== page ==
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It does not seem to me that SpaceX will use thrusters similar to Draco to deorbit Starship, and I think firing a Raptor would be too powerful. All I can imagine is that it will use ullage gases through the existing vents to slow the spacecraft's orbital velocity. Am I correct?

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  • $\begingroup$ FYI I have nearly reversed my previous answer. I'm also one of the downvoters, but have to wait a bit to retract that. I no longer think there's an obvious answer. $\endgroup$
    – Erin Anne
    Commented Feb 26, 2023 at 23:31
  • $\begingroup$ Is this a question about how Starship will operate once it is commissioned and operates in LEO? Or is it a question about the testing process, such as the recent 3rd test, where Starshio was intentionally landed in the Indian Ocean? Future tests will are likely to bring it down near the launch site after one orbit. Are you asking about the reentry process during this single orbit testing? $\endgroup$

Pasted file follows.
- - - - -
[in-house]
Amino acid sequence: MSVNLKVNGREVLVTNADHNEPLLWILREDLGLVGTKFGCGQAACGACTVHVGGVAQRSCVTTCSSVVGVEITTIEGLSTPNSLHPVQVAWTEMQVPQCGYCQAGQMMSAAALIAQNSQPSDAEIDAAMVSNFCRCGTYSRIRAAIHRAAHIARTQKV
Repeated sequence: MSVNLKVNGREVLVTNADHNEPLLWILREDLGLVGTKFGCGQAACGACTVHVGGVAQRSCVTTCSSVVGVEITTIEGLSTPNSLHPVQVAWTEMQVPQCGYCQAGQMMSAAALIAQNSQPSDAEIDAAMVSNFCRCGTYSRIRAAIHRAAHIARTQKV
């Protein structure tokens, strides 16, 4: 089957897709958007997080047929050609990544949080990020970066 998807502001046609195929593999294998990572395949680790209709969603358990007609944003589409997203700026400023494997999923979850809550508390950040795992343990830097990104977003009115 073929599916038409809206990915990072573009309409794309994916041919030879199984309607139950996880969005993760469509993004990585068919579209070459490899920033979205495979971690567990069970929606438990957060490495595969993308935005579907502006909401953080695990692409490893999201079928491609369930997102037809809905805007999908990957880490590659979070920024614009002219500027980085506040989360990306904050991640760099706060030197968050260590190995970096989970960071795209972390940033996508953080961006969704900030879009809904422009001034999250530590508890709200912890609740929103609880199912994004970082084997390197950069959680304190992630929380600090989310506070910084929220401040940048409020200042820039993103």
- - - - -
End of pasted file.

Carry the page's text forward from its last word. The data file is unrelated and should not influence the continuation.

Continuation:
– Galerita
    Commented Apr 1 at 15:09

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NOTE: after doing the below sanity check I have softened my position a lot. I don't think it's completely obvious from what's publicly available how the deorbit will be conducted. A lot of the prior version of this answer may not have been sound reasoning.

With the caveats that Starship CONOPS probably aren't entirely defined, and the publicly-available information on Starship is basically limited to the animations released by SpaceX and data released haphazardly through tweets and off-the-cuff remarks: you might be correct. It's hard to say.